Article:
And die in music:—
Willow, willow, willow.
(Othello, 5.2.292-5)

The music of the spheres!
(Pericles, 5.1.289), Pericles

Most heavenly music!
It nips me unto listening, and thick slumber
Hangs upon mine eyes.
(Pericles, 5.1.293-95), Pericles

Music do I hear?
Ha, ha! keep time: how sour sweet music is,
When time is broke and no proportion kept!
So is it in the music of men's lives.
And here have I the daintiness of ear
To cheque time broke in a disorder'd string;
But for the concord of my state and time
Had not an ear to hear my true time broke.
(Richard II, 5.5.42-9)

It is the lark that sings so out of tune,
Straining harsh discords and unpleasing sharps.
(Romeo and Juliet, 3.5.28-29), Juliet

It is 'music with her silver sound,'
because musicians have no gold for sounding:
'Then music with her silver sound
With speedy help doth lend redress.'
(Romeo and Juliet, 4.5.137-40), Peter

Preposterous ass, that never read so far
To know the cause why music was ordain'd!
Was it not to refresh the mind of man
After his studies or his usual pain?
(The Taming of the Shrew, 3.1.10-13), Lucentio

Where should this music be? i' the air or the earth?
It sounds no more: and sure, it waits upon
Some god o' the island. Sitting on a bank,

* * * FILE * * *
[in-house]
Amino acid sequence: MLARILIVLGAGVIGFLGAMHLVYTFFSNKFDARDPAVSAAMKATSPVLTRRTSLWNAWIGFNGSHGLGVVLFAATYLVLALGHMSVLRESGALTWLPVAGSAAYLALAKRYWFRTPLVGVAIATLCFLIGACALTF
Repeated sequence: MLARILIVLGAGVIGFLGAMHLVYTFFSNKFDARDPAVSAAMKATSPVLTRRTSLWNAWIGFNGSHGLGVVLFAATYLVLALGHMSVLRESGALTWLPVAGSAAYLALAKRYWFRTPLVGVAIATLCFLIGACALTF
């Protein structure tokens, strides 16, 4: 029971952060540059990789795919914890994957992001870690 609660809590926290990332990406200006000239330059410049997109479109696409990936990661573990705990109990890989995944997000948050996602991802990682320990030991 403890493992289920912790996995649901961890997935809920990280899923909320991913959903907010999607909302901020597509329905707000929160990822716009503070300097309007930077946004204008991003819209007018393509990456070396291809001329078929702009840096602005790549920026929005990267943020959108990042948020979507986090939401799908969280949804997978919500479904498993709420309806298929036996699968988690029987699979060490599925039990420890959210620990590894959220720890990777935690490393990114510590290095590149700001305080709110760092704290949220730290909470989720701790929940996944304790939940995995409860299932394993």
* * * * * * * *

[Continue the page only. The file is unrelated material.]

Weeping again the king my father's wreck,
This music crept by me upon the waters,
Allaying both their fury and my passion
With its sweet air: thence I have follow'd it,
Or it hath drawn me rather. But 'tis gone.
No, it begins again.
(The Tempest, 1.2.452-60)

Be not afeard; the isle is full of noises,
Sounds and sweet airs, that give delight and hurt not.
Sometimes a thousand twangling instruments
Will hum about mine ears, and sometime voices
That, if I then had waked after long sleep,
Will make me sleep again: and then, in dreaming,
The clouds methought would open and show riches
Ready to drop upon me that, when I waked,
I cried to dream again.
(The Tempest, 3.2.135-43)

He plays o' the viol-de-gamboys, and speaks three or
four languages word for word without book,
and hath all the good gifts of nature.
(Twelfth Night, 1.3.24)

Orpheus' lute was strung with poets' sinews,
Whose golden touch could soften steel and stones,
Make tigers tame and huge leviathans
Forsake unsounded deeps to dance on sands.
(The Two Gentlemen of Verona, 3.2.79-82)


On Ophelia's Songs in Hamlet

microsoft images "When Ophelia is conducted before the Queen, she seems at first not to recognize her, and gazing about in vacant stare, exclaims, "Where is the beauteous majesty of Denmark." The presence of her lover's mother anchors her wandering mind, and, all heedless of Gertrude's words, she begins to sing of him in snatches of old ballads. They come flowing in music from the silent halls of memory, where they had entered when perhaps her old nurse sang her to sleep in days of childhood. The first is the story of a maiden who inquires of a traveller concerning her lost lover. He may be known by "cockle hat, and staff, and sandal shoon." These were the honored insignia of religious pilgrims, who, in the fulfilment of holy vows or from devotion, journeyed to sacred shrines across the seas and often to the Holy Land." Simon Augustine Blackmore. Read on...